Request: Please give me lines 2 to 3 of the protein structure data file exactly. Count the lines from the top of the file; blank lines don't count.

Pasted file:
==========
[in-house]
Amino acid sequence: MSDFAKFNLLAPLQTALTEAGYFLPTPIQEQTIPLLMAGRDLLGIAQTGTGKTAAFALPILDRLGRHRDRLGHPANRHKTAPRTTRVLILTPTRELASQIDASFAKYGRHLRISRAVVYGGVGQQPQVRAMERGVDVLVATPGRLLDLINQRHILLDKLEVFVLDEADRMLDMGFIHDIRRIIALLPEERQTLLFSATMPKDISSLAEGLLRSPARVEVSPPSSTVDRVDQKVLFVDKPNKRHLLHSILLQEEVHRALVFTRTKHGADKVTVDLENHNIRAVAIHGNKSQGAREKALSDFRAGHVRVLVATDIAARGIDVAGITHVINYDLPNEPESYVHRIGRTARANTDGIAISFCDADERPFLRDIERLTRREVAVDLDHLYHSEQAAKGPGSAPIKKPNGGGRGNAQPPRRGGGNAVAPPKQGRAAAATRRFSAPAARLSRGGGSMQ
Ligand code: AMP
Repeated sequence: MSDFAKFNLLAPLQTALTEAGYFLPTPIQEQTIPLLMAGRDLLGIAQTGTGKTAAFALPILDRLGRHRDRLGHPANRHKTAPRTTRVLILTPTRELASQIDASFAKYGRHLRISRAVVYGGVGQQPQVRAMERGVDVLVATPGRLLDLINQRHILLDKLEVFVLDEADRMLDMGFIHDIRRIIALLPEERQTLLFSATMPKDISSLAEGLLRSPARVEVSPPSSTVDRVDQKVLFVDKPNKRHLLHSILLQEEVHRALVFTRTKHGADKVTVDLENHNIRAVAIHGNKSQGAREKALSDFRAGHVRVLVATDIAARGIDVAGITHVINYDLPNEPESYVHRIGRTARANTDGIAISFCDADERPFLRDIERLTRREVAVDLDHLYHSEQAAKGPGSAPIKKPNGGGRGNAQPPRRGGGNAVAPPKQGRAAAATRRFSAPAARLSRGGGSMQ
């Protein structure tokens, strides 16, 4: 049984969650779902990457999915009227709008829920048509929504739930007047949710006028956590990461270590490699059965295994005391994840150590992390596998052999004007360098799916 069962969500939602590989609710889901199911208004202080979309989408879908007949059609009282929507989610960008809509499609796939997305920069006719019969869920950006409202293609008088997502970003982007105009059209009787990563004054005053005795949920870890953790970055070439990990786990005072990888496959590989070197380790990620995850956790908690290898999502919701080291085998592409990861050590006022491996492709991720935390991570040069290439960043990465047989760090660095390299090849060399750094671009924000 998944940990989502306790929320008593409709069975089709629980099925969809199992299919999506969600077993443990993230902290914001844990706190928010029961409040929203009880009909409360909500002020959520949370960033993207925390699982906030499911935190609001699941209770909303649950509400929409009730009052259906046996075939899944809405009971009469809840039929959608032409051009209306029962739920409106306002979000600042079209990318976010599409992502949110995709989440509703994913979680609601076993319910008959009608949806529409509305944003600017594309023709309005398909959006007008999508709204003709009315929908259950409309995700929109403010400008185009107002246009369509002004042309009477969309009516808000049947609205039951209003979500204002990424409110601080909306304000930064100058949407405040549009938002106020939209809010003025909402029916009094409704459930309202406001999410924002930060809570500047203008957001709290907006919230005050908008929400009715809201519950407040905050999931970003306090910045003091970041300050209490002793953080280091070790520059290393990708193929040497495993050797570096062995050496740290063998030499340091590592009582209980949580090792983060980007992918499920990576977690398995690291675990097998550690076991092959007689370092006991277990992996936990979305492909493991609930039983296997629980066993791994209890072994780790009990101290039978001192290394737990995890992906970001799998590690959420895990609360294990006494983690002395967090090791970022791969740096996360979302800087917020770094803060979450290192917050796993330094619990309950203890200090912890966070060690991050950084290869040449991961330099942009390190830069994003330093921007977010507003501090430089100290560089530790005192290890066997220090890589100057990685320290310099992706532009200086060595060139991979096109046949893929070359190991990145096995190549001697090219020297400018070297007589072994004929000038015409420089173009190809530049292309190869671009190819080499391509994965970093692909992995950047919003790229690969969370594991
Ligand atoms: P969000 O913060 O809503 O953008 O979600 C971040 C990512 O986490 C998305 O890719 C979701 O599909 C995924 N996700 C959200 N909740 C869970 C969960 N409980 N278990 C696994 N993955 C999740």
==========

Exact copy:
Amino acid sequence: MSDFAKFNLLAPLQTALTEAGYFLPTPIQEQTIPLLMAGRDLLGIAQTGTGKTAAFALPILDRLGRHRDRLGHPANRHKTAPRTTRVLILTPTRELASQIDASFAKYGRHLRISRAVVYGGVGQQPQVRAMERGVDVLVATPGRLLDLINQRHILLDKLEVFVLDEADRMLDMGFIHDIRRIIALLPEERQTLLFSATMPKDISSLAEGLLRSPARVEVSPPSSTVDRVDQKVLFVDKPNKRHLLHSILLQEEVHRALVFTRTKHGADKVTVDLENHNIRAVAIHGNKSQGAREKALSDFRAGHVRVLVATDIAARGIDVAGITHVINYDLPNEPESYVHRIGRTARANTDGIAISFCDADERPFLRDIERLTRREVAVDLDHLYHSEQAAKGPGSAPIKKPNGGGRGNAQPPRRGGGNAVAPPKQGRAAAATRRFSAPAARLSRGGGSMQ
Ligand code: AMP